- Cellectis revealed on Monday, while most people were off for the Labor Day holiday in the U.S., that the Food and Drug Administration has put a clinical hold on two of its clinical trials for its gene-edited allogeneic CAR-T therapy following a patient death.
- The hold applies to two Phase 1 studies of UCART123, one in acute myeloid leukemia (AML) and the other in blastic plasmacytoid dendritic cell neoplasm (BPDCN). Only one patient has been treated in each study.
- The news sent shares of the biotech down more than 30% in pre-market trading on Tuesday, pushing the stock's price down by nearly $10 per share.
The death occurred in the first patient treated in the BPDCN trial, a 78-year-old man treated with one prior therapy. He received 30mg/m2/day fludarabine for four days and 1g/m2/day cyclophosphamide for three days as a preconditioning regimen. On Aug. 16, he received 6.25x105 UCART123 cells per kilogram.
Five days later, the patient experienced grade two cytokine release syndrome (CRS) and a grade 3 lung infection. These were treated with tocilizumab and antibiotics.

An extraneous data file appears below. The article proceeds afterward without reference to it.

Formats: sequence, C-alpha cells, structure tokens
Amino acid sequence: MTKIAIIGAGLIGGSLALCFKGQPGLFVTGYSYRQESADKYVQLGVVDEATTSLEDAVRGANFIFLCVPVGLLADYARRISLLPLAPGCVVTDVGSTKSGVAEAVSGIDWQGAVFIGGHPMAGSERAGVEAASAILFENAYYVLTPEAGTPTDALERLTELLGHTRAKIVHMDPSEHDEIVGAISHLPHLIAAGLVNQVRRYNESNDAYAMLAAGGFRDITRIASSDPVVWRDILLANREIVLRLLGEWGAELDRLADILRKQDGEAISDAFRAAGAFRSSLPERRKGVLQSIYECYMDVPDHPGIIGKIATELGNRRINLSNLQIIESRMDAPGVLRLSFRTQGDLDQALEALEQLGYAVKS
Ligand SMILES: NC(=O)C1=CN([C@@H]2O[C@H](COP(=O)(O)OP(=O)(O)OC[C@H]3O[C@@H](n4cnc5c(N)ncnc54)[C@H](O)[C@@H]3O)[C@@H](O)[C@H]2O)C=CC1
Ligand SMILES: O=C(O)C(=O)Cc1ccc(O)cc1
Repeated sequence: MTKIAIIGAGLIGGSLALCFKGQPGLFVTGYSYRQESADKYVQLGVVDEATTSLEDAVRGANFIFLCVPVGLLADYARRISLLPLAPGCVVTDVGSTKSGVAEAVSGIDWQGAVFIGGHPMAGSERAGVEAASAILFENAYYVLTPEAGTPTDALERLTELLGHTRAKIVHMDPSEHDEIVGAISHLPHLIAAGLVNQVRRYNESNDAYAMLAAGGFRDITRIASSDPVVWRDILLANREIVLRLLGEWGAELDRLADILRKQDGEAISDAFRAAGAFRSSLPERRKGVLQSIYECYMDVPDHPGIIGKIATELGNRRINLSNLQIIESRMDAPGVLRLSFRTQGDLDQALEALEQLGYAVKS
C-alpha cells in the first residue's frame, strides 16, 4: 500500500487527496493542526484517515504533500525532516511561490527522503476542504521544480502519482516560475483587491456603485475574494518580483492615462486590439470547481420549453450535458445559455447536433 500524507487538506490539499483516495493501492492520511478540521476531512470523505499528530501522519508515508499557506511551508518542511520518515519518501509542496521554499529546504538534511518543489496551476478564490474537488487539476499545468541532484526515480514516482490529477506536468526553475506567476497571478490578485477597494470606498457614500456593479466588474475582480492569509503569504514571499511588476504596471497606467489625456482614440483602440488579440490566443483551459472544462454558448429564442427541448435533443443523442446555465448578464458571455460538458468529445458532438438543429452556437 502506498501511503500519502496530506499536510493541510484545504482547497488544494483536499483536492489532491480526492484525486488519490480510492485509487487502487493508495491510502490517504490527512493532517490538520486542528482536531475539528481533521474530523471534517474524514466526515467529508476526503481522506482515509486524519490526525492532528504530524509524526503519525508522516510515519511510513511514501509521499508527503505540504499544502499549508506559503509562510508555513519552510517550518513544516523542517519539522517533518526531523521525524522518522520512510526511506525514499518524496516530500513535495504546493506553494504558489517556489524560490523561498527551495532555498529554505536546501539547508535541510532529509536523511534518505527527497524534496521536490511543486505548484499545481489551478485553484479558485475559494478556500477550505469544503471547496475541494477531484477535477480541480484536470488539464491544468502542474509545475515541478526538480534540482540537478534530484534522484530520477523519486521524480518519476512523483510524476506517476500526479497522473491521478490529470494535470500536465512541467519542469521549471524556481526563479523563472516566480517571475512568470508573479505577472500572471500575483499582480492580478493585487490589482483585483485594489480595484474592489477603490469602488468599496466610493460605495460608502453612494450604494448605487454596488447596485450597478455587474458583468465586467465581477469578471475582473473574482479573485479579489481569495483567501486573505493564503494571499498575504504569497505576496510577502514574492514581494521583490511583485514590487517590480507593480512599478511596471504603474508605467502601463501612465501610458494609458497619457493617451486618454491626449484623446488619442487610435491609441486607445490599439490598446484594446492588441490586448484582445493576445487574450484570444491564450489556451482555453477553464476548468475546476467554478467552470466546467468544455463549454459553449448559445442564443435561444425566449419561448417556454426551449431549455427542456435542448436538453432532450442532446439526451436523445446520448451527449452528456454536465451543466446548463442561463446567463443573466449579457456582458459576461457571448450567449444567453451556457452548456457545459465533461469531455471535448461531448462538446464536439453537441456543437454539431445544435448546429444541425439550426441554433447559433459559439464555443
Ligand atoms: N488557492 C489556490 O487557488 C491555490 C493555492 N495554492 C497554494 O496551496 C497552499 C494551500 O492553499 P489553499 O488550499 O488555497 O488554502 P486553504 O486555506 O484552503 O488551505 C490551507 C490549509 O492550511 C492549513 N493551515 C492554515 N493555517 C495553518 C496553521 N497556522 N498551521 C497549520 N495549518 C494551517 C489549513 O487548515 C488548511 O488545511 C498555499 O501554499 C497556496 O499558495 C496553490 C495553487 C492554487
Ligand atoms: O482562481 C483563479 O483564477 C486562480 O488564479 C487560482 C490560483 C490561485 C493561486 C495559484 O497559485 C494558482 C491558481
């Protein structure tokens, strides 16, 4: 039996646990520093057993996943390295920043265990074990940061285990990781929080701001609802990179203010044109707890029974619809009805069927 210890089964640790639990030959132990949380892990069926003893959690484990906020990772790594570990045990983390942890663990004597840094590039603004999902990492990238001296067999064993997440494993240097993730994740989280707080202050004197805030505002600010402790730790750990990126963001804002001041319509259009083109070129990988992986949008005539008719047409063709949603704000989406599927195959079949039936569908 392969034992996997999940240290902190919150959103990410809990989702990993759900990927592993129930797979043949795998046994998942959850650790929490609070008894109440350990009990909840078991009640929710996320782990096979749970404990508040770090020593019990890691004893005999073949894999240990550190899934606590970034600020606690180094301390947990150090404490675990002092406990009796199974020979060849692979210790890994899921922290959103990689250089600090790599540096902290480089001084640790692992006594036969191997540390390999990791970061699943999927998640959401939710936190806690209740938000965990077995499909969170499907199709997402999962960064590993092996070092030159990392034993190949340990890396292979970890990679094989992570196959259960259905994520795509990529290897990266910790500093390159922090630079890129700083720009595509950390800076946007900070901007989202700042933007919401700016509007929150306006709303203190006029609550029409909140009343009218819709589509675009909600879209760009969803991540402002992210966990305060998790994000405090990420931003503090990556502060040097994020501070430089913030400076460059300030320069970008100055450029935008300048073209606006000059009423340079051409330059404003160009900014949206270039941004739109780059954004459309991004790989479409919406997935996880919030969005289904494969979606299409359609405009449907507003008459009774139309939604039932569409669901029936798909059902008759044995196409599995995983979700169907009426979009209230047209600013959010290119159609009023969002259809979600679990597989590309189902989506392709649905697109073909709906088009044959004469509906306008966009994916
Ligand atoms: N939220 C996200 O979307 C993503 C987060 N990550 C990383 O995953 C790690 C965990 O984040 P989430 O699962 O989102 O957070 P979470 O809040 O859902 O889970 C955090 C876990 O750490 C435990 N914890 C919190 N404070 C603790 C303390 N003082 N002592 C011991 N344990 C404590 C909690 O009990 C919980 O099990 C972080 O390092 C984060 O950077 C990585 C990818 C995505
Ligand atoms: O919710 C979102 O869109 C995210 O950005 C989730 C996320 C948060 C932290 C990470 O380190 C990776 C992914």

Yet, three days after that, the patient experienced a grade 5 CRS with a grade 4 capillary leak syndrome. Despite treatment, he died the next day.
The first patient treated in the AML study received the same dosing regimen as the patient treated in the BPDCN trial and experienced similar complications, including a grade 2 CRS eight days after treatment, that worsened to a grade 3 infection. She also experienced grade 4 capillary leak syndrome. Her complications were resolved with treatment.
CRS is a complication known to occur with anti-T cell antibody infusions.
Cellectis said it is working with clinical trial investigators and the FDA to resume the trials with an amended trial protocol that includes a lower dose of UCART123.
Competitor Juno Therapeutics halted, and eventually discontinued, its lead program after multiple deaths in its CAR-T clinical trials.
Juno attributed the deaths to the interaction between the pre-conditioning chemo regimen — consisting of fludarabine and cyclophosphamide — and the CAR-T cells reinfused back into the patient.
Cellectis and Juno have fallen behind other CAR-T developers. Last week was a landmark time for the new technology: Novartis AG garnered the first FDA approval for its therapy, while Kite Pharma, Inc. announced it will be acquired by Gilead Sciences, Inc. for $11.9 billion.
The other CAR-T manufacturers haven’t been without safety concerns of their own. Kite also reported patient deaths in one of its trials.